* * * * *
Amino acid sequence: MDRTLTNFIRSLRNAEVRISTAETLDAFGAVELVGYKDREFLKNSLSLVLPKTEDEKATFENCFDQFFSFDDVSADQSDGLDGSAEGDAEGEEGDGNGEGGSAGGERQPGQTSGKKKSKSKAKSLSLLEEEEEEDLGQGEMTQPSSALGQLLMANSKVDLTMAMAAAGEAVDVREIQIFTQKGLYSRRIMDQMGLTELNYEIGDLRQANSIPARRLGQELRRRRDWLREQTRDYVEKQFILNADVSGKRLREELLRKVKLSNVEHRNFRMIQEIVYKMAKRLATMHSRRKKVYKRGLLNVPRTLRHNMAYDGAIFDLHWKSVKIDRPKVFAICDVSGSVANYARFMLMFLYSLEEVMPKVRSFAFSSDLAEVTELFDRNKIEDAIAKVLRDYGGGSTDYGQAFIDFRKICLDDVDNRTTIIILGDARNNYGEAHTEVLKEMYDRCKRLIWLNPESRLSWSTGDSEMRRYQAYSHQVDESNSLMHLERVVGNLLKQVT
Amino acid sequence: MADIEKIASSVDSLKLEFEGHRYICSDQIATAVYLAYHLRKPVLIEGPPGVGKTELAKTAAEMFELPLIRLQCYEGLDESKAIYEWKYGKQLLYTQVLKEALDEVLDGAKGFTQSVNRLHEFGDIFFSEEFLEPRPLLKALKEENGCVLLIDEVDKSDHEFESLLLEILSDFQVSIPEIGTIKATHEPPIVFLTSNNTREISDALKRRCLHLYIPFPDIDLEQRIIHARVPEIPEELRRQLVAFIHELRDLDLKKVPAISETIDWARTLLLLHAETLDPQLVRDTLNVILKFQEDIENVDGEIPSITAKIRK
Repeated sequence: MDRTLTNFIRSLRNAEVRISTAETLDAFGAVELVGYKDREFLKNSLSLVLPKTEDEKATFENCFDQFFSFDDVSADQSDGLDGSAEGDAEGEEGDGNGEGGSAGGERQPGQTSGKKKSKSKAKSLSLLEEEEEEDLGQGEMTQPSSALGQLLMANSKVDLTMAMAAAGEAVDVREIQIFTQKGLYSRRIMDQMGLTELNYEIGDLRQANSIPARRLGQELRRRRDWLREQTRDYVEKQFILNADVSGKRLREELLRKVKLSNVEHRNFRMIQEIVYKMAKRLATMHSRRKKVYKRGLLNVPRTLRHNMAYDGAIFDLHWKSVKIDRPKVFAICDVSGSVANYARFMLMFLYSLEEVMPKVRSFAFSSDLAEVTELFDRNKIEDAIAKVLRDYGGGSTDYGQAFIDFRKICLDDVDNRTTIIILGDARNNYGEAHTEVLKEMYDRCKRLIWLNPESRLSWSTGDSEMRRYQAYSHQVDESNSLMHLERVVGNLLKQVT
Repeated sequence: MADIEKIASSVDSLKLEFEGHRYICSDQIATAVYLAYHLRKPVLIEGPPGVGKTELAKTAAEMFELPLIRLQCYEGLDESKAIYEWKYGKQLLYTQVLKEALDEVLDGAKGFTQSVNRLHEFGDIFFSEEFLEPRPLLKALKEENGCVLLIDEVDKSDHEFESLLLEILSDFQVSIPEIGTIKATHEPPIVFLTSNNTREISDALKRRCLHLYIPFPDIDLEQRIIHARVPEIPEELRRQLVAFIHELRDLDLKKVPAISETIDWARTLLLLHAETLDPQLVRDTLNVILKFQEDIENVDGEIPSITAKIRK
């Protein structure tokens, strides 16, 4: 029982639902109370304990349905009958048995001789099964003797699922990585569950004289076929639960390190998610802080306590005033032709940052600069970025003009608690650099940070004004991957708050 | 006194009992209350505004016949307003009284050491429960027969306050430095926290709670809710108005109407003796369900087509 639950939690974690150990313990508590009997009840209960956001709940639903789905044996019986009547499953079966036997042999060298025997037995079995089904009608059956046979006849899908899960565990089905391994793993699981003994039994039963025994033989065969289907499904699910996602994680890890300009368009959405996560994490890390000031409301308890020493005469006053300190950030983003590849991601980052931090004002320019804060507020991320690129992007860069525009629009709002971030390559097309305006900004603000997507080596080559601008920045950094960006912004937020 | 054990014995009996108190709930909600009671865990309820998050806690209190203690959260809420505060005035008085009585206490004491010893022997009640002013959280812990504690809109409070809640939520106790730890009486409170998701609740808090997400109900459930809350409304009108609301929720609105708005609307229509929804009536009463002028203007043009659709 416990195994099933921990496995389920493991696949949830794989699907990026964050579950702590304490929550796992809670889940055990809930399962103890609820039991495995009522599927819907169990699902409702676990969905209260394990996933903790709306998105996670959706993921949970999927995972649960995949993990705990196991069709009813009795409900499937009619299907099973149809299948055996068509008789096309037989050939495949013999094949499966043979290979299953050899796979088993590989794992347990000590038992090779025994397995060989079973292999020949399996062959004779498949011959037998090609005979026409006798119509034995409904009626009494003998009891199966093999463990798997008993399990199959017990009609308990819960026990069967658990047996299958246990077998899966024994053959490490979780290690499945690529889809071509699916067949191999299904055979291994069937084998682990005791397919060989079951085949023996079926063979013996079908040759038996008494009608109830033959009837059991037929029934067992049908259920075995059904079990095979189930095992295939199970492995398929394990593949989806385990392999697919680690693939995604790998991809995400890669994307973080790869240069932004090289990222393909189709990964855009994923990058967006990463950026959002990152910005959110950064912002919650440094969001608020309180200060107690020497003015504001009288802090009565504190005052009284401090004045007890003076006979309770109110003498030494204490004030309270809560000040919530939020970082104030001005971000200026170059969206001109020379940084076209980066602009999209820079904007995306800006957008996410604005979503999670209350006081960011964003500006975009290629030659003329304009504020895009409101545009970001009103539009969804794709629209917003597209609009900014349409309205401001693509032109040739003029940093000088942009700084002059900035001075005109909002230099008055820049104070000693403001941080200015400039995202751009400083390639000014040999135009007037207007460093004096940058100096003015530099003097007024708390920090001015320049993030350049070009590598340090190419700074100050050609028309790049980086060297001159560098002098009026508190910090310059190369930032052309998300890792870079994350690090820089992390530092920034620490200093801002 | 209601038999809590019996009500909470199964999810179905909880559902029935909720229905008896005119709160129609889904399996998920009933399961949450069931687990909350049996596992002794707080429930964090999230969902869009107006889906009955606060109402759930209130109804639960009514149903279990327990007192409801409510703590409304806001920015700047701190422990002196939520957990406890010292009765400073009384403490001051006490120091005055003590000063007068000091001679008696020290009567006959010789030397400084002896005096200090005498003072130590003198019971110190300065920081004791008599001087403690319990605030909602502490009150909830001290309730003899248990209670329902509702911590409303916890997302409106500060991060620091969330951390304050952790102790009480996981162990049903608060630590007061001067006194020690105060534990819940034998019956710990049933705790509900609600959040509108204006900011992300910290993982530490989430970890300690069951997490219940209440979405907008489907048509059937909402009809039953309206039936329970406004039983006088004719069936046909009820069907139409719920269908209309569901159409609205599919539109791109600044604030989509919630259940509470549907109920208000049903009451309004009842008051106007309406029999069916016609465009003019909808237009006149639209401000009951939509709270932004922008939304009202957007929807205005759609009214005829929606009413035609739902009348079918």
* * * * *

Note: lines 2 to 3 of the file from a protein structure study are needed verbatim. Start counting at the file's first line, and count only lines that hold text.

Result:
Amino acid sequence: MADIEKIASSVDSLKLEFEGHRYICSDQIATAVYLAYHLRKPVLIEGPPGVGKTELAKTAAEMFELPLIRLQCYEGLDESKAIYEWKYGKQLLYTQVLKEALDEVLDGAKGFTQSVNRLHEFGDIFFSEEFLEPRPLLKALKEENGCVLLIDEVDKSDHEFESLLLEILSDFQVSIPEIGTIKATHEPPIVFLTSNNTREISDALKRRCLHLYIPFPDIDLEQRIIHARVPEIPEELRRQLVAFIHELRDLDLKKVPAISETIDWARTLLLLHAETLDPQLVRDTLNVILKFQEDIENVDGEIPSITAKIRK
Repeated sequence: MDRTLTNFIRSLRNAEVRISTAETLDAFGAVELVGYKDREFLKNSLSLVLPKTEDEKATFENCFDQFFSFDDVSADQSDGLDGSAEGDAEGEEGDGNGEGGSAGGERQPGQTSGKKKSKSKAKSLSLLEEEEEEDLGQGEMTQPSSALGQLLMANSKVDLTMAMAAAGEAVDVREIQIFTQKGLYSRRIMDQMGLTELNYEIGDLRQANSIPARRLGQELRRRRDWLREQTRDYVEKQFILNADVSGKRLREELLRKVKLSNVEHRNFRMIQEIVYKMAKRLATMHSRRKKVYKRGLLNVPRTLRHNMAYDGAIFDLHWKSVKIDRPKVFAICDVSGSVANYARFMLMFLYSLEEVMPKVRSFAFSSDLAEVTELFDRNKIEDAIAKVLRDYGGGSTDYGQAFIDFRKICLDDVDNRTTIIILGDARNNYGEAHTEVLKEMYDRCKRLIWLNPESRLSWSTGDSEMRRYQAYSHQVDESNSLMHLERVVGNLLKQVT